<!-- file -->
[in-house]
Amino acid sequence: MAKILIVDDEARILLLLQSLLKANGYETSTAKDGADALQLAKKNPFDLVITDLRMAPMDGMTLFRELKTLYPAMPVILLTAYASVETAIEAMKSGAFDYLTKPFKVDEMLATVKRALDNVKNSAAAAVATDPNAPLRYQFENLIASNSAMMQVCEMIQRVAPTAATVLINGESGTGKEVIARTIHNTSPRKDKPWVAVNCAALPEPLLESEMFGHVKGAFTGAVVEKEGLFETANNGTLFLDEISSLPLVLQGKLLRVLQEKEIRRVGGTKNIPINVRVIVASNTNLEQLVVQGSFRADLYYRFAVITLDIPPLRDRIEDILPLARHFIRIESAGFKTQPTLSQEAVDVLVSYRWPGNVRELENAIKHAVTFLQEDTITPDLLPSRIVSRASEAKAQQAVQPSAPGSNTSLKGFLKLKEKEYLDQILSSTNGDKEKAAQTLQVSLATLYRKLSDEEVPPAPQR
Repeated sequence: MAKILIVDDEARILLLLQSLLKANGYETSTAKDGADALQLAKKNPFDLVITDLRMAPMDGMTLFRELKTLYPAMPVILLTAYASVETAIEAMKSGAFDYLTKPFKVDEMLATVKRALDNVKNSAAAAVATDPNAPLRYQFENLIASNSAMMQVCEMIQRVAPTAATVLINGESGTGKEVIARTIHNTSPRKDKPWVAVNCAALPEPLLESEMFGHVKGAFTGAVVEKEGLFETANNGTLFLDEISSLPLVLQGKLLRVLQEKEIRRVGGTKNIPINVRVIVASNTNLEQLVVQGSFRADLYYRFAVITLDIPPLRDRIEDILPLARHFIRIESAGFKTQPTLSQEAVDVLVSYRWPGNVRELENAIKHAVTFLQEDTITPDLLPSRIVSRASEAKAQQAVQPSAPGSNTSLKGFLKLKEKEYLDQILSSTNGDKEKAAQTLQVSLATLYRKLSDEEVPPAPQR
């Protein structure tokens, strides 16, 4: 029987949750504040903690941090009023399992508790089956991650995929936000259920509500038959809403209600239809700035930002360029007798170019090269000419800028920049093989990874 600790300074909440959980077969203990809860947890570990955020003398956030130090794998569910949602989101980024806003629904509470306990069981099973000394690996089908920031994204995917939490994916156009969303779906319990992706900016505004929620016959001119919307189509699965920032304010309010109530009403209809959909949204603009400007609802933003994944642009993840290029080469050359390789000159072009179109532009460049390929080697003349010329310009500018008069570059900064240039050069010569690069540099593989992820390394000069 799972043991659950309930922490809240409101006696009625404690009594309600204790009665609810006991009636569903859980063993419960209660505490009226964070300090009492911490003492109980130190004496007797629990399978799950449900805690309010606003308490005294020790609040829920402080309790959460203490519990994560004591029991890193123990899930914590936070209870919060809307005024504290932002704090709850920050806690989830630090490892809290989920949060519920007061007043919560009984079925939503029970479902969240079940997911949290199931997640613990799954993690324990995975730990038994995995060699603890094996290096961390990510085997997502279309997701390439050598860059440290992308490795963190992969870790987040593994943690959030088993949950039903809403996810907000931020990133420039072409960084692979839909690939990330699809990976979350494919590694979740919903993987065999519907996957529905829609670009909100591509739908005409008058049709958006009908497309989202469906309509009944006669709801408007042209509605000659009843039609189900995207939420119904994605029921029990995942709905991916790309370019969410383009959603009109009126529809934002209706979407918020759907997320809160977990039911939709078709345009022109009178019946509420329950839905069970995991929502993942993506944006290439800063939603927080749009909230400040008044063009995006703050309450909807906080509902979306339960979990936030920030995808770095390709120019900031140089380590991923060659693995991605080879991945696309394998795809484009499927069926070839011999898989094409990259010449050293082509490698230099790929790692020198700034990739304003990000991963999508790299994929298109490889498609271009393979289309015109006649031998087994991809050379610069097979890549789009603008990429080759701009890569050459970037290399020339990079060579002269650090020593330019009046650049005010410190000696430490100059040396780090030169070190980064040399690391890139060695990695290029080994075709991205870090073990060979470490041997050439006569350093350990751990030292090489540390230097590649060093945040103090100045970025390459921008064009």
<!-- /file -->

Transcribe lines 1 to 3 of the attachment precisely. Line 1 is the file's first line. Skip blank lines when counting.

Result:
[in-house]
Amino acid sequence: MAKILIVDDEARILLLLQSLLKANGYETSTAKDGADALQLAKKNPFDLVITDLRMAPMDGMTLFRELKTLYPAMPVILLTAYASVETAIEAMKSGAFDYLTKPFKVDEMLATVKRALDNVKNSAAAAVATDPNAPLRYQFENLIASNSAMMQVCEMIQRVAPTAATVLINGESGTGKEVIARTIHNTSPRKDKPWVAVNCAALPEPLLESEMFGHVKGAFTGAVVEKEGLFETANNGTLFLDEISSLPLVLQGKLLRVLQEKEIRRVGGTKNIPINVRVIVASNTNLEQLVVQGSFRADLYYRFAVITLDIPPLRDRIEDILPLARHFIRIESAGFKTQPTLSQEAVDVLVSYRWPGNVRELENAIKHAVTFLQEDTITPDLLPSRIVSRASEAKAQQAVQPSAPGSNTSLKGFLKLKEKEYLDQILSSTNGDKEKAAQTLQVSLATLYRKLSDEEVPPAPQR
Repeated sequence: MAKILIVDDEARILLLLQSLLKANGYETSTAKDGADALQLAKKNPFDLVITDLRMAPMDGMTLFRELKTLYPAMPVILLTAYASVETAIEAMKSGAFDYLTKPFKVDEMLATVKRALDNVKNSAAAAVATDPNAPLRYQFENLIASNSAMMQVCEMIQRVAPTAATVLINGESGTGKEVIARTIHNTSPRKDKPWVAVNCAALPEPLLESEMFGHVKGAFTGAVVEKEGLFETANNGTLFLDEISSLPLVLQGKLLRVLQEKEIRRVGGTKNIPINVRVIVASNTNLEQLVVQGSFRADLYYRFAVITLDIPPLRDRIEDILPLARHFIRIESAGFKTQPTLSQEAVDVLVSYRWPGNVRELENAIKHAVTFLQEDTITPDLLPSRIVSRASEAKAQQAVQPSAPGSNTSLKGFLKLKEKEYLDQILSSTNGDKEKAAQTLQVSLATLYRKLSDEEVPPAPQR